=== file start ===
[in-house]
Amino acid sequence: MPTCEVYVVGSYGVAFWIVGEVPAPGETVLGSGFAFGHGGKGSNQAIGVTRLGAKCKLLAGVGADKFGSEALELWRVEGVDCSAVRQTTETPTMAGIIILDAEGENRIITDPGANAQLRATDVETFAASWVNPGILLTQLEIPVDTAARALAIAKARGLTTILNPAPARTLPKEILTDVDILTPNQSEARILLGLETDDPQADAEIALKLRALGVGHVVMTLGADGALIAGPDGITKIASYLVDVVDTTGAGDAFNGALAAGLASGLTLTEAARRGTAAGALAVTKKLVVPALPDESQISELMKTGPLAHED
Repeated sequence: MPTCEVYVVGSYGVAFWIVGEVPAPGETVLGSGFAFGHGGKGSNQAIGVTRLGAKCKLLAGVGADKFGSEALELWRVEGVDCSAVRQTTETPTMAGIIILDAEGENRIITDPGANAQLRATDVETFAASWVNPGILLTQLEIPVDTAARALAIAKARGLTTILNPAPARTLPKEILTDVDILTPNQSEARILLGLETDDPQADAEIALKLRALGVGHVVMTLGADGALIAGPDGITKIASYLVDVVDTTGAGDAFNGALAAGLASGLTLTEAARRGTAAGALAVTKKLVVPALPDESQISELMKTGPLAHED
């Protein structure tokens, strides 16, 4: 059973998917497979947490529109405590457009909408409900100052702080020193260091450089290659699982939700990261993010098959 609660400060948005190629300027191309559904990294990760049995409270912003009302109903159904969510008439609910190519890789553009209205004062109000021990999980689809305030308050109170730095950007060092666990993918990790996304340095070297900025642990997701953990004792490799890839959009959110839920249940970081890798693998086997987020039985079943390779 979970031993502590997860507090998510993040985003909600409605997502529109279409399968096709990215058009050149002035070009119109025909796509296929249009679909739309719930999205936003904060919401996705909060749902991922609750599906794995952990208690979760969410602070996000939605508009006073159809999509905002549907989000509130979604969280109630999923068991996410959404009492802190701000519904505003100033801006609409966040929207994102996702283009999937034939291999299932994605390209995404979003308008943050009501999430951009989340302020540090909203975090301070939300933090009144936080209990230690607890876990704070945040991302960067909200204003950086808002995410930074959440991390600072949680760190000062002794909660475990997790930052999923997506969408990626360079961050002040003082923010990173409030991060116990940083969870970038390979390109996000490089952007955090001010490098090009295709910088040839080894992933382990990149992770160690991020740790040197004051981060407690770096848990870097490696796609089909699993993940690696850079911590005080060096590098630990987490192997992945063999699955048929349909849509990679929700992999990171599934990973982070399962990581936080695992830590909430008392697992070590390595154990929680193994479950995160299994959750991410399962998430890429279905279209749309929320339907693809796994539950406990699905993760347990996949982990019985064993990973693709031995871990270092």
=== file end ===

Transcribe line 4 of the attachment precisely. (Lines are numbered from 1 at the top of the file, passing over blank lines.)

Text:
């Protein structure tokens, strides 16, 4: 059973998917497979947490529109405590457009909408409900100052702080020193260091450089290659699982939700990261993010098959 609660400060948005190629300027191309559904990294990760049995409270912003009302109903159904969510008439609910190519890789553009209205004062109000021990999980689809305030308050109170730095950007060092666990993918990790996304340095070297900025642990997701953990004792490799890839959009959110839920249940970081890798693998086997987020039985079943390779 979970031993502590997860507090998510993040985003909600409605997502529109279409399968096709990215058009050149002035070009119109025909796509296929249009679909739309719930999205936003904060919401996705909060749902991922609750599906794995952990208690979760969410602070996000939605508009006073159809999509905002549907989000509130979604969280109630999923068991996410959404009492802190701000519904505003100033801006609409966040929207994102996702283009999937034939291999299932994605390209995404979003308008943050009501999430951009989340302020540090909203975090301070939300933090009144936080209990230690607890876990704070945040991302960067909200204003950086808002995410930074959440991390600072949680760190000062002794909660475990997790930052999923997506969408990626360079961050002040003082923010990173409030991060116990940083969870970038390979390109996000490089952007955090001010490098090009295709910088040839080894992933382990990149992770160690991020740790040197004051981060407690770096848990870097490696796609089909699993993940690696850079911590005080060096590098630990987490192997992945063999699955048929349909849509990679929700992999990171599934990973982070399962990581936080695992830590909430008392697992070590390595154990929680193994479950995160299994959750991410399962998430890429279905279209749309929320339907693809796994539950406990699905993760347990996949982990019985064993990973693709031995871990270092």